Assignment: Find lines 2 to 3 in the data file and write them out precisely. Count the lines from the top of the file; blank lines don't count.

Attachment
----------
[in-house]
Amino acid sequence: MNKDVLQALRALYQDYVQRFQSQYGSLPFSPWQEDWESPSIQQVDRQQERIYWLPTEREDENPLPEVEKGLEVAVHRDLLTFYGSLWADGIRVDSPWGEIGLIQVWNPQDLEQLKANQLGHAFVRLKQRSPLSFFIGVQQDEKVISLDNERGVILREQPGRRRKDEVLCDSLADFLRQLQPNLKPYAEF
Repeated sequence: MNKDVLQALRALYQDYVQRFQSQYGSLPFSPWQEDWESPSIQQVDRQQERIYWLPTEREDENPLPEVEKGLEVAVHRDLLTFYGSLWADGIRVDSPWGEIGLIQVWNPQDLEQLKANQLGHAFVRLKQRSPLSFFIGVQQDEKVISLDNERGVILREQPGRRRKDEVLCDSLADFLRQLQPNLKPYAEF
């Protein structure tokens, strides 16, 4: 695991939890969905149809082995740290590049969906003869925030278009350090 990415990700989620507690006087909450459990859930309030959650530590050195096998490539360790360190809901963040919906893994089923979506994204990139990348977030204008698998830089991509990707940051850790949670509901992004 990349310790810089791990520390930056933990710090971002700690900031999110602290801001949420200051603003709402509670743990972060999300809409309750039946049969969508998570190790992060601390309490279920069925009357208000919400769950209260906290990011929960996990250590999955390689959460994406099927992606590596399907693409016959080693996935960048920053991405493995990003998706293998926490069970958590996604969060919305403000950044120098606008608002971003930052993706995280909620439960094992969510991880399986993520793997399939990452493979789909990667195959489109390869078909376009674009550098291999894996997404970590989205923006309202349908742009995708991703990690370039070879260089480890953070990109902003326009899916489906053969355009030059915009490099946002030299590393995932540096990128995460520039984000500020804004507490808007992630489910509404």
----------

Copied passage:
Amino acid sequence: MNKDVLQALRALYQDYVQRFQSQYGSLPFSPWQEDWESPSIQQVDRQQERIYWLPTEREDENPLPEVEKGLEVAVHRDLLTFYGSLWADGIRVDSPWGEIGLIQVWNPQDLEQLKANQLGHAFVRLKQRSPLSFFIGVQQDEKVISLDNERGVILREQPGRRRKDEVLCDSLADFLRQLQPNLKPYAEF
Repeated sequence: MNKDVLQALRALYQDYVQRFQSQYGSLPFSPWQEDWESPSIQQVDRQQERIYWLPTEREDENPLPEVEKGLEVAVHRDLLTFYGSLWADGIRVDSPWGEIGLIQVWNPQDLEQLKANQLGHAFVRLKQRSPLSFFIGVQQDEKVISLDNERGVILREQPGRRRKDEVLCDSLADFLRQLQPNLKPYAEF